- The Washington Times - Tuesday, February 20, 2001

The first thing Brazilian artist Eneida Sanches did on her arrival in Washington last week was to go to a hardware store downtown to pick up a sack of several hundred recycled keys that the store had ready to throw away.

Two days later, Miss Sanches used the same keys for a contemporary sculpture at the Smithsonians National Museum of Natural History, where she appeared last week as an artist-in-residence.

The work accompanied the exhibit "Manifestations of the Spirit: Photographs of Afro-Brazilian Religion by Phyllis Galembo," the newest exhibition at the museums "African Voices," its largest cultural hall, and part of its observance of Black History Month.

The show explores the traditions of Candomble, the African-based religion created by African slaves in Brazil.

Participants in Candomble worship a supreme god as well as orixas, the spirits of nature. In Candomble rituals, worshippers dress as the spirits and invite them to inhabit their bodies.

Over three days last week, the Salvador de Bahia artist demonstrated the art inspired by the Candomble religion by transforming simple household keys into an unconventional sculpture a pair of pants to honor Ogum, the restless spirit of iron and war.

As she began the sculpture last Thursday, Miss Sanches was using twisted wires to link the keys that by Saturday would resemble Ogums pants an article of dress the artist chose by whim. The finished pants form part of the exhibit and are still on view.

Miss Sanches, 39, acknowledges that most of her metal works are a complete surprise to the general public, who dont understand the meanings behind them. In this case, she decided to create pants for no particular reason.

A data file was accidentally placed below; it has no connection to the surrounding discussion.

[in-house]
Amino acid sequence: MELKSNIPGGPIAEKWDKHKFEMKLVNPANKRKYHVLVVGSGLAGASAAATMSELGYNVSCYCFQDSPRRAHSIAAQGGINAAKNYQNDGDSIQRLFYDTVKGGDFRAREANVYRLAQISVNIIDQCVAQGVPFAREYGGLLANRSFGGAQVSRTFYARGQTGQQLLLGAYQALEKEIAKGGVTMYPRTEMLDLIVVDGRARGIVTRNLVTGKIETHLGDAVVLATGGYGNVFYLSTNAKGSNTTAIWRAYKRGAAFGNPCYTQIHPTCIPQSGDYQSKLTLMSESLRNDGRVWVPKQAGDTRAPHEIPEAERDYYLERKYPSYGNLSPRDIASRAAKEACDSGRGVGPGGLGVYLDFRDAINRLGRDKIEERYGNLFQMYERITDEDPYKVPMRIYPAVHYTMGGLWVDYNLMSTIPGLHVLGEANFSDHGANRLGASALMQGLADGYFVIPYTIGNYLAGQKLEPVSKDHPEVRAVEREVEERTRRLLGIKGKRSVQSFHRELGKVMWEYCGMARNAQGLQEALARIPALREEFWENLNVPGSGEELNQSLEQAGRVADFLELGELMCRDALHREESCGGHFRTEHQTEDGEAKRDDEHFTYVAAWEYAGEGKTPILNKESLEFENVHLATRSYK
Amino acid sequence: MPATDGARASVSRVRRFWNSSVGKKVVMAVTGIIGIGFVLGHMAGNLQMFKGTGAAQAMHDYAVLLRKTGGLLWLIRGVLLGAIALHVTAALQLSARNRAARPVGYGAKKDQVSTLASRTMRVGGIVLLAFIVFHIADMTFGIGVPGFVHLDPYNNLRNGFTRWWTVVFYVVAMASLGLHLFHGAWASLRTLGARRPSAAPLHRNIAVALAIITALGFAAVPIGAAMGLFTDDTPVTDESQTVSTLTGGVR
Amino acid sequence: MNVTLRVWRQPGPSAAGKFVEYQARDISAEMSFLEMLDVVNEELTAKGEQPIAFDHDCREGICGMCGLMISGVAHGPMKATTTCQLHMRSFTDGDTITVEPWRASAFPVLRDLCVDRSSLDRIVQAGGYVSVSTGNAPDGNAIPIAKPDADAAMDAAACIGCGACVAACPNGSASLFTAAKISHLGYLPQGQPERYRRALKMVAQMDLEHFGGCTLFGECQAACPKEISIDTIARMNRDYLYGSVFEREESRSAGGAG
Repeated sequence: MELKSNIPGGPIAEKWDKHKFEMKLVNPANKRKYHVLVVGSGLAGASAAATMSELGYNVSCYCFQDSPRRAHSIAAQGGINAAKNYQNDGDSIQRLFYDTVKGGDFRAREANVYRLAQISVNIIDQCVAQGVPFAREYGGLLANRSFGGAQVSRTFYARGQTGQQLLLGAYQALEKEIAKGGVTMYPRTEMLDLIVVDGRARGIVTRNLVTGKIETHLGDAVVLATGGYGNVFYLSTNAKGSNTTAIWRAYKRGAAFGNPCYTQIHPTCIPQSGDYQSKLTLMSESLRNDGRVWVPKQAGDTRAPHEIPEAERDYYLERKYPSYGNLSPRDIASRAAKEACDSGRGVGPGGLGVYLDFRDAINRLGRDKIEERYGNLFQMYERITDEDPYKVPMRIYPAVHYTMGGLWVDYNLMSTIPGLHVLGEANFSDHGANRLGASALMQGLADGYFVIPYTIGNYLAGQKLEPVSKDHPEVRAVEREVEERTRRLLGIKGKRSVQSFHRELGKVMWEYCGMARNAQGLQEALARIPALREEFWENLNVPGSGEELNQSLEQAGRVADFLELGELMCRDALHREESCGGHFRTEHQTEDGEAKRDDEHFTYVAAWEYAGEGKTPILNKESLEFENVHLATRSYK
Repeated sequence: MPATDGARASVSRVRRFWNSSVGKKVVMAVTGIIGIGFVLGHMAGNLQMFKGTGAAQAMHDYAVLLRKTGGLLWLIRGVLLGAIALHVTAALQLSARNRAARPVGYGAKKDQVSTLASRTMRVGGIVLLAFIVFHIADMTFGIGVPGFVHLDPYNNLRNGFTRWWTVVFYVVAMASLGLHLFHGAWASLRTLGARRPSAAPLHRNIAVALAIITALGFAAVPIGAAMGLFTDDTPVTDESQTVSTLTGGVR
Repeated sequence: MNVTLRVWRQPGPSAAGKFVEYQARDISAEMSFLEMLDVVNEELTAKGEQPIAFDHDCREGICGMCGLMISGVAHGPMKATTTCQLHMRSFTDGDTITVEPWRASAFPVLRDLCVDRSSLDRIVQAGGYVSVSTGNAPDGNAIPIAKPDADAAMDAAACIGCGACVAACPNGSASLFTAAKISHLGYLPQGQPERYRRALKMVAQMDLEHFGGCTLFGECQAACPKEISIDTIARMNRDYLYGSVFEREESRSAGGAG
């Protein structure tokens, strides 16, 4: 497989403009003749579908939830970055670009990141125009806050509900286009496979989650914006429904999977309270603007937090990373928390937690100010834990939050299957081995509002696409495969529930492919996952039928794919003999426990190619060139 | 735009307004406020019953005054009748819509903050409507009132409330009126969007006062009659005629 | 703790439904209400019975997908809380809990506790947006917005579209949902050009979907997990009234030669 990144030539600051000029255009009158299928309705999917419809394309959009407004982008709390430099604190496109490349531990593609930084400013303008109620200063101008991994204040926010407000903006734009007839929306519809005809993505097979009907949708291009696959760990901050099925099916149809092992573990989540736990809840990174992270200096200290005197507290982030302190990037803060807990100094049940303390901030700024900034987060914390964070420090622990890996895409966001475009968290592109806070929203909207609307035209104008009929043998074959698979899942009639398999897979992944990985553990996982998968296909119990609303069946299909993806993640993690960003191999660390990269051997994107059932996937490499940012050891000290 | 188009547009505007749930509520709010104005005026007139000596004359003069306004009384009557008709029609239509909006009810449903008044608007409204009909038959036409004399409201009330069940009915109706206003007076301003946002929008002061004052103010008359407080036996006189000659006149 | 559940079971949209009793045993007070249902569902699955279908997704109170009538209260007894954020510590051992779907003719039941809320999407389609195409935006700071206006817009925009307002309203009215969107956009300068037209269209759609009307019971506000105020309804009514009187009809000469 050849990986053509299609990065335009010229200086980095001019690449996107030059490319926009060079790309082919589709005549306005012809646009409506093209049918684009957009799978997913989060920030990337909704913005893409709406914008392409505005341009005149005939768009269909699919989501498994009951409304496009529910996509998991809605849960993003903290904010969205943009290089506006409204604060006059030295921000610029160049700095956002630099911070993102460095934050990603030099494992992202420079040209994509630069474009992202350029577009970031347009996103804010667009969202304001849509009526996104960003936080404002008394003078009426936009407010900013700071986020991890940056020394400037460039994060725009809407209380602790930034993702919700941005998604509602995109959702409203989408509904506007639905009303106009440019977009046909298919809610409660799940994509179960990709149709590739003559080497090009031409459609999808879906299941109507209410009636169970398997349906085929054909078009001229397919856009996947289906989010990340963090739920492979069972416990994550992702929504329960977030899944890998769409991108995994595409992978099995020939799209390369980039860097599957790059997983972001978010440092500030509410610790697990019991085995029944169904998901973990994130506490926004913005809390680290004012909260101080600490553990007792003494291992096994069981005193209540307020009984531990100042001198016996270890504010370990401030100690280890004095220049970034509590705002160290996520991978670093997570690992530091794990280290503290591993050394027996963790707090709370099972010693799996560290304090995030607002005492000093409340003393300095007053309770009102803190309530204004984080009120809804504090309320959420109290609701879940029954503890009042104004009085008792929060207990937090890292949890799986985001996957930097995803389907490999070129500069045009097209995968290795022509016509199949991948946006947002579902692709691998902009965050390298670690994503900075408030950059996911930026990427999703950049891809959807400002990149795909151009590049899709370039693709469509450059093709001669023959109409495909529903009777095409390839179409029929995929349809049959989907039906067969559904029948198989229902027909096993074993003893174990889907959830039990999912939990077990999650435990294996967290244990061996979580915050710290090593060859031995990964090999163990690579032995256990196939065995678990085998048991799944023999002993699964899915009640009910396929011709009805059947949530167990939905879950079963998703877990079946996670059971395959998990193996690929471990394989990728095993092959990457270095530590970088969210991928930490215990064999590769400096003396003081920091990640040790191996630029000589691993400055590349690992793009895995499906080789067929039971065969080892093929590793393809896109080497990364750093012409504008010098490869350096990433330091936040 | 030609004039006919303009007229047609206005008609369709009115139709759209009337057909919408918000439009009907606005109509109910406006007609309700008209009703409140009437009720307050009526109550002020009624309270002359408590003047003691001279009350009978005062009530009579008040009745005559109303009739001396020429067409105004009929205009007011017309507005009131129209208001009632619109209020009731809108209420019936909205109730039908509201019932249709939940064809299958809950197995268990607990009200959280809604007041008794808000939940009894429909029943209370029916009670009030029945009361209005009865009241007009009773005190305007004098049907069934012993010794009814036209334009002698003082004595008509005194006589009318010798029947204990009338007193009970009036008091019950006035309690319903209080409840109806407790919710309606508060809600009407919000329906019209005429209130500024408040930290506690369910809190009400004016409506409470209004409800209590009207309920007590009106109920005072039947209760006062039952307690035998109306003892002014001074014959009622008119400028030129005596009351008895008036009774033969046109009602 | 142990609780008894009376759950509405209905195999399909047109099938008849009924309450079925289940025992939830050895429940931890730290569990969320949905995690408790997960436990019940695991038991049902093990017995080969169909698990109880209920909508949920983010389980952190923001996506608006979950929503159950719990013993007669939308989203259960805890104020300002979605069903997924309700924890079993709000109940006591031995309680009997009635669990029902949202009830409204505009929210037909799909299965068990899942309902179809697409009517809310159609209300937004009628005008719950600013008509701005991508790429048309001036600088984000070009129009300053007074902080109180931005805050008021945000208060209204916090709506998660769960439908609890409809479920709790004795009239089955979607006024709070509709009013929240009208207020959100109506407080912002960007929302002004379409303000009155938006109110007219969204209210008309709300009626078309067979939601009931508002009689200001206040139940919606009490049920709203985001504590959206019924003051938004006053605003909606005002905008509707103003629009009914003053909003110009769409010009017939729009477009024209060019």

"We artists are here to produce a breakage in the normal thinking. The way most people normally see things is so settled that they are diminishing their range of perceiving, of expressing their natures as a whole," says Miss Sanches, who hopes that the people would nevertheless enjoy her art.

"Take these pants, for instance. It doesnt matter if you dont know much about Candomble. You can touch them, enjoy the sound of the metal," Miss Sanches says.

While at the museum, the sculptor has also been working in gold and gold-colored brass for a Candomble crown for Oxum, the animated spirit of love and flowing water.

"The spirit of war has to be represented with metal. Similarly, Oxum is represented with gold, because shes related to vanity and joy," Miss Sanches says.

In Brazil, Oxum ensures womens fertility and wields a warriors sword.

Michael Atwood Mason, African Voices co-curator, says Miss Sanches is a perfect choice for this kind of demonstration. "Miss Sanches not only is a well respected artist in Brazil," he says, "she also knows how to interact and connect with people."

This connection is an important part of her role as a Candomble artist. Miss Sanches says that her aim, above all, is to be accessible, to establish an open dialogue with the people.

This is not the first time Miss Sanches has exhibited her work in the United States. She participated in the New Yorks Faiths of the God exhibition, back in 1994. She has also showed her sculptures in Indianapolis, Ind.; in Princeton, N.J., and in Madison, Wis. In November, she was chosen as one of 15 artists of the Americas to represent one Orixa (spirits of nature), in a London exhibition. The Orixa assigned to her was Exu, who represents intersections the connections between the visible and the invisible world.

Miss Sanches worked as an architect in Brazil until 10 years ago, when she met a prominent Candomble teacher named Gilmar Ureji, and decided to follow the artwork infused with the spirit of Candomble. She values spirituality, and finds her way to transcendence through her art.

"You can relate to sacredness from a point of view that has nothing to do with institutions," Miss Sanches says.

"For instance, finding these keys and deciding to use them is in itself a way of connecting with this energy. Thats the spirit of this generation of artists. We want to speak from a conceptual rather than representative point of view."

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